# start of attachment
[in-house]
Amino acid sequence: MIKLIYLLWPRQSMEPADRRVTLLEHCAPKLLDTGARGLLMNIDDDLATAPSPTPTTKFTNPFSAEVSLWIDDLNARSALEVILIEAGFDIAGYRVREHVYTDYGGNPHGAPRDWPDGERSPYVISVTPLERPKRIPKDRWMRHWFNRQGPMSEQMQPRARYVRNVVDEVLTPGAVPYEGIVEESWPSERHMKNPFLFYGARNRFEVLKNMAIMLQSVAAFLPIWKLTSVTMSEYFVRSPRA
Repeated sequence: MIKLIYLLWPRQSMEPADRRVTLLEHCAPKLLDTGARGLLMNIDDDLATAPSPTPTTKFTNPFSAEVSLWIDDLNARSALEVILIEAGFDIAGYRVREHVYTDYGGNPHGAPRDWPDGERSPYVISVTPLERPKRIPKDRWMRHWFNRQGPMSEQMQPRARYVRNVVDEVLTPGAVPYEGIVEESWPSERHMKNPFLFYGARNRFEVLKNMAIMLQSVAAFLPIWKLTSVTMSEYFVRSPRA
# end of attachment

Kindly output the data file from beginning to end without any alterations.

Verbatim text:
[in-house]
Amino acid sequence: MIKLIYLLWPRQSMEPADRRVTLLEHCAPKLLDTGARGLLMNIDDDLATAPSPTPTTKFTNPFSAEVSLWIDDLNARSALEVILIEAGFDIAGYRVREHVYTDYGGNPHGAPRDWPDGERSPYVISVTPLERPKRIPKDRWMRHWFNRQGPMSEQMQPRARYVRNVVDEVLTPGAVPYEGIVEESWPSERHMKNPFLFYGARNRFEVLKNMAIMLQSVAAFLPIWKLTSVTMSEYFVRSPRA
Repeated sequence: MIKLIYLLWPRQSMEPADRRVTLLEHCAPKLLDTGARGLLMNIDDDLATAPSPTPTTKFTNPFSAEVSLWIDDLNARSALEVILIEAGFDIAGYRVREHVYTDYGGNPHGAPRDWPDGERSPYVISVTPLERPKRIPKDRWMRHWFNRQGPMSEQMQPRARYVRNVVDEVLTPGAVPYEGIVEESWPSERHMKNPFLFYGARNRFEVLKNMAIMLQSVAAFLPIWKLTSVTMSEYFVRSPRA